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Crystal powered dashboards on the trucks of the future


Nikola Motor Company is on a mission to transform and disrupt the transportation industry on a global scale, and Crystal is powering their software. They design and manufacture both Battery-electric (BEV) and Hydrogen fuel-cell (FCEV) vehicles, vehicle components, energy storage systems, and electric vehicle drivetrains. These are the trucks of the future.

Nikola has developed several different vehicles, all of them super innovative and highly performant: three models of class-8 electric semi trucks –Nikola One, Nikola Two and Nikola TRE–, two off-road fully-electric vehicles –Nikola NZT and Reckless, a military grade OHV–, and the Nikola WAV, an electric watercraft. From production to consumption of energy, they work towards complete zero-emissions, and they’re bringing them to production over the next few years starting with the testing and validation of the Nikola TRE in 2020.

An important focus of the company is their customers experience: speed, comfort and safety are intentionally integrated in everything they do. Along that line, their vehicles are equipped with a state-of-the-art digital cockpit: most of their vehicles’ functions and driver controls are operated via a central 17” touchscreen Infotainment & 12.8” Instrument cluster, developed in Crystal.

The front panel of a Nikola truck

When we learned about this, we couldn’t resist reaching out to Nikola Motor Company’s Chief Information Officer & Software Architect, Isaac Sloan, to learn more.

How did your story with Crystal begin?

In a previous company I was working for, I spent about four years working mostly with Java, and in 2005, when I found out about Ruby, I “secretly” started migrating a bunch of code to Ruby. By the time the company found out, they tried to make me rewrite it, but when they saw how much it allowed me to accomplish they let me keep working in Ruby.

I learned about Crystal around March 2015 at Mountain West Ruby Conf, and started writing all my hobby projects in it. A few months later, we had some challenges with an application that was using too much memory, so I tried rewriting a few bottleneck points in Crystal and left the rest in Ruby/Rails, proxied it with NginX, and that proved to resolve the issue. From that point on, it was a natural transition.

What are you currently using Crystal for?

The infotainment, instrument cluster and telematics system (communications between the vehicle and the Cloud) is all written in Crystal with Amber Framework, and it’s built into all our vehicles. We have three different Crystal apps, mostly because it makes sense to run them separately so we can give them different privileges, but they’re all integrated: one that runs as root and handles privileges, another one behaves as a user interface, and another one communicates with the cloud. Crystal is the glue that holds everything together: the applications that connect every component in our platform are written in Crystal, we’re targeting x86 architecture, but we have been able to compile it on Raspberry Pi.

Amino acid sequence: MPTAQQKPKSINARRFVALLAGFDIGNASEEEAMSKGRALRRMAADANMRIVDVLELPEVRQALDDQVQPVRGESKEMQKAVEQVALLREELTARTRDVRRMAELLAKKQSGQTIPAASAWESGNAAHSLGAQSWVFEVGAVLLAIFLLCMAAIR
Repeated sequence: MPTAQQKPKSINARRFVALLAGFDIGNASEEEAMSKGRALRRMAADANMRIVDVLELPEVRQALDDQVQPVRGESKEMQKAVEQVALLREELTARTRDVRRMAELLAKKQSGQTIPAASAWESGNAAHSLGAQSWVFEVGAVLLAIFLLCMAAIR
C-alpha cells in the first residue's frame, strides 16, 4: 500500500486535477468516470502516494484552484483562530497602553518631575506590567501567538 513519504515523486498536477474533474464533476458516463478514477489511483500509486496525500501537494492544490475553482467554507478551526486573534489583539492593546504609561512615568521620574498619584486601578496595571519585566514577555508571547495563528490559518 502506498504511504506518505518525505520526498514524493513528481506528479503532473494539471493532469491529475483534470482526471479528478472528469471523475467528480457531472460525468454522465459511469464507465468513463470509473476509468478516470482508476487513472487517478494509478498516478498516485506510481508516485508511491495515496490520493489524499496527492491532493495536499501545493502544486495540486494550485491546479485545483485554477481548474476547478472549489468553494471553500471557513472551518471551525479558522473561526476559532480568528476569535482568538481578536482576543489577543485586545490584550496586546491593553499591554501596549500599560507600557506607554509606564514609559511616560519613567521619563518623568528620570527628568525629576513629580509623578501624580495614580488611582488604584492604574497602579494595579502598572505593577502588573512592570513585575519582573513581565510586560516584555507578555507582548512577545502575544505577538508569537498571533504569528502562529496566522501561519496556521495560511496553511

What made you choose Crystal over other options for this project? Do you find the software you developed in Crystal performs better than the software you wrote on other languages?

Well, we talked about several different alternatives. Rust wasn’t as conducive to work with, and somewhat overkill for our needs. Electron uses node.js for the BackEnd and Chromium for the FrontEnd, but for our use it consumed too much memory. We’re essentially following the Electron paradigm, but we use Crystal instead of node.js to generate all the APIs and HTML.

It's a lot faster, twice as fast as Go, for example. We tried using Go at first, because it’s 1.0 and it’s quite popular, but in our experience Crystal outperformed Go and is more enjoyable to write. Both our investors and stakeholders love the infotainment system and how fast it runs.

For what we are trying to do, either C or C++ are pretty much the standard. We are also trying to work with web utilities and web languages like html, javascript and chromium. We talked to a lot of people on the WebOS project, because they proved that it worked on very small processors and mobile devices as an interface.

It’s also reasonably easy to write C Bindings in Crystal. With Python or Ruby if there isn’t already a binding or wrapper for a C Library it takes a lot more time. I have been using Crystal for a lot of years now, on servers and clients, and it never crashed. It may not be stable in the sense of “no breaking changes”, but it’s very stable in the sense that once it compiles it won’t crash. Either way, it’s more stable than Java.

When did you start using Crystal at Nikola? Did you use it on any previous projects?

It’s been on our codebase for over two years now. We went through multiple iterations of this application, and we’re finishing our production goals right now. The automotive industry takes a lot of time to get everything validated, and in the process, stakeholders sometimes require changes, so it’s always evolving.

Do you have any plans to expand your usage of Crystal on your upcoming projects?

Right now, we’re validating everything in terms of safety and security. Going forward in the next few months, we’ll be working on interfacing with mobile phones for remote control, all of which will be integrated with the Crystal app.

Photo of Isaac Sloan

Isaac Sloan, CIO & Software Architect, Nikola Motor Company

I love working with Crystal. It has a lot of the happiness value that Ruby had at the beginning, and the community is doing really amazing things.